Dir: Todd Phillips
Starring Joaquin Phoenix, Robert De Niro, Zazie Beetz, Frances Conroy
4.5 STARS (out of 5)
DISCLAIMER: While I am reviewing this movie for the purpose of sharing an opinion, I am not in a position where I can recommend it to viewers. This is as a result of soundtrack choice – specifically, ‘Rock and Roll (Part Two)’, by Gary Glitter, who is fully credited and presumably remunerated for his contribution. Though Glitter is incarcerated for his crimes, I cannot conscionably support a movie – in any shape or form – which directly funds his estate. I encourage other would-be viewers to consider the same.
This is a difficult one. This is the first movie I have ever reviewed, regardless of the disclaimer above, where I haven’t been able to give a full score. On one hand, it is a relentless, intense, riveting ride – and on the other, it offers up a lot of troubling questions. Running right down the middle, there is an odd banality to the picture which only really hits home once you’ve left the cinema. What did this movie achieve? If it was to disturb and confound, its mission is complete – but I’m not sure if it was trying to convey specific messages, nor whether or not it truly succeeds.
In short – Joker is a re-imagining of the famous Batman villain with his first-ever backstory. Brought to life by the fantastic Joaquin Phoenix as Arthur Fleck, we are given a no-holds barred look at an emotionally disturbed man who finds himself falling further and further into misery, eventually descending into chaos. From the synopsis you already know this isn’t going to be particularly pleasant – though that’s pretty much what viewers are heading to see, I can presume.
Joker (Warner Bros. Pictures)
First things first – as a comic book movie, if we can call it that, Joker is unique. It is relentlessly murky and disturbing, uncomfortable in each and every scene. That’s an effort – and a lot of it is thanks to Phoenix, who I dare say may clinch an Oscar nod at the very least for his career-defining performance here. The cinematography is pounding and pulsating, unavoidable – utterly unique in many ways. The story is roughshod – though I feel that there was a good balance where you initially feel sad for Fleck, before slowly realising his descent into monsterdom. My main issue with this aspect is that I don’t think that it’s truly enough.
There doesn’t need to be a ‘good’ balance – you need to feel that Fleck is a monster, not just someone who’s pitiable and has gone off the rails. I’m unsure if the point was to go for grey morality here – and I’m assuming the film-makers wanted viewers to feel uncomfortable with feeling good about Fleck’s rise to infamy – and I’m further torn on whether or not that was a good idea.
There has been all manner of talk over whether or not Joker is going to be harmful in the sense that it glorifies violence. I don’t feel that’s the major issue at stake. I think there are potentially harmful statements made here with regard to abuse and with regard to mental illness. Fleck is constantly held back as a result of his illness – and yes, we’re meant to hate the state for cutting his treatments – but it’s more than a little discomforting that his rise to villainhood appears to be pinned on his mental condition.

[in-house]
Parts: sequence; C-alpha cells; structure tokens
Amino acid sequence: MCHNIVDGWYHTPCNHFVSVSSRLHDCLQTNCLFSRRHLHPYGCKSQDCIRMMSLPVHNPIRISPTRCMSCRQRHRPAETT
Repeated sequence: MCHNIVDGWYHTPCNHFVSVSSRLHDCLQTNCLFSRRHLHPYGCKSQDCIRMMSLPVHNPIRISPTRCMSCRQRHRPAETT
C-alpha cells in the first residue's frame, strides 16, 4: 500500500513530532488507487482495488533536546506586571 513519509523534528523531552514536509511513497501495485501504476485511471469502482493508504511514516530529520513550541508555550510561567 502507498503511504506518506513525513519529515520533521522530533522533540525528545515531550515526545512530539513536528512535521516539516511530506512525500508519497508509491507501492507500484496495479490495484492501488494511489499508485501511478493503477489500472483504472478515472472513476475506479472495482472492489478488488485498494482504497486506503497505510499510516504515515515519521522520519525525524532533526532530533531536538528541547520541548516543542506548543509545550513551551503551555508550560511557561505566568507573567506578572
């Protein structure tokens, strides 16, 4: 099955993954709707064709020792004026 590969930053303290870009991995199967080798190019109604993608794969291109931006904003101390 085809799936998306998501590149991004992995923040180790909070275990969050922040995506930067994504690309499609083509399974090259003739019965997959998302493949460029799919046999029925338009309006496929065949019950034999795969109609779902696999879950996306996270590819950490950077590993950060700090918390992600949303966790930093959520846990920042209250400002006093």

Joker - Final Official Trailer (Warner Bros. Pictures)
I understand that the Joker was always meant to be psychotic – but this is just a little bit too sad to behold, in places. There are people like Fleck who are genuinely out there, suffering under system restraints – and are they following the same route? No – this is fantasy, of course, but I feel there was an unfair portion of blame levelled at Fleck’s mental condition – not just the events he goes through to finally break down. I’m not sure what you’d need to do to redress this issue, however, it does sit fairly uncomfortably.
And that’s what this movie is – deeply uncomfortable. I understand that this was the point – but it does make it very difficult to watch. On one hand, I enjoyed it, on the other, I didn’t.
That brings me back, full circle, to my disclaimer. Was including music by a convicted molester – possibly one of the highest-profile in UK history – truly necessary? Why was Glitter’s music included? I am all for artistic choice – however, there comes a point where we have to consider actual decency. I am not seeing much talk about this topic online – however, I still can’t afford this movie a score, or a recommendation on this basis. A film that touches on abuse shouldn’t include music from an actual abuser – it’s perhaps worse if this choice was intentional – it’s in abhorrent taste.
Joker is a movie which will be burned into the memories of everyone who sees it, and it’s likely we’ve not heard the last from it.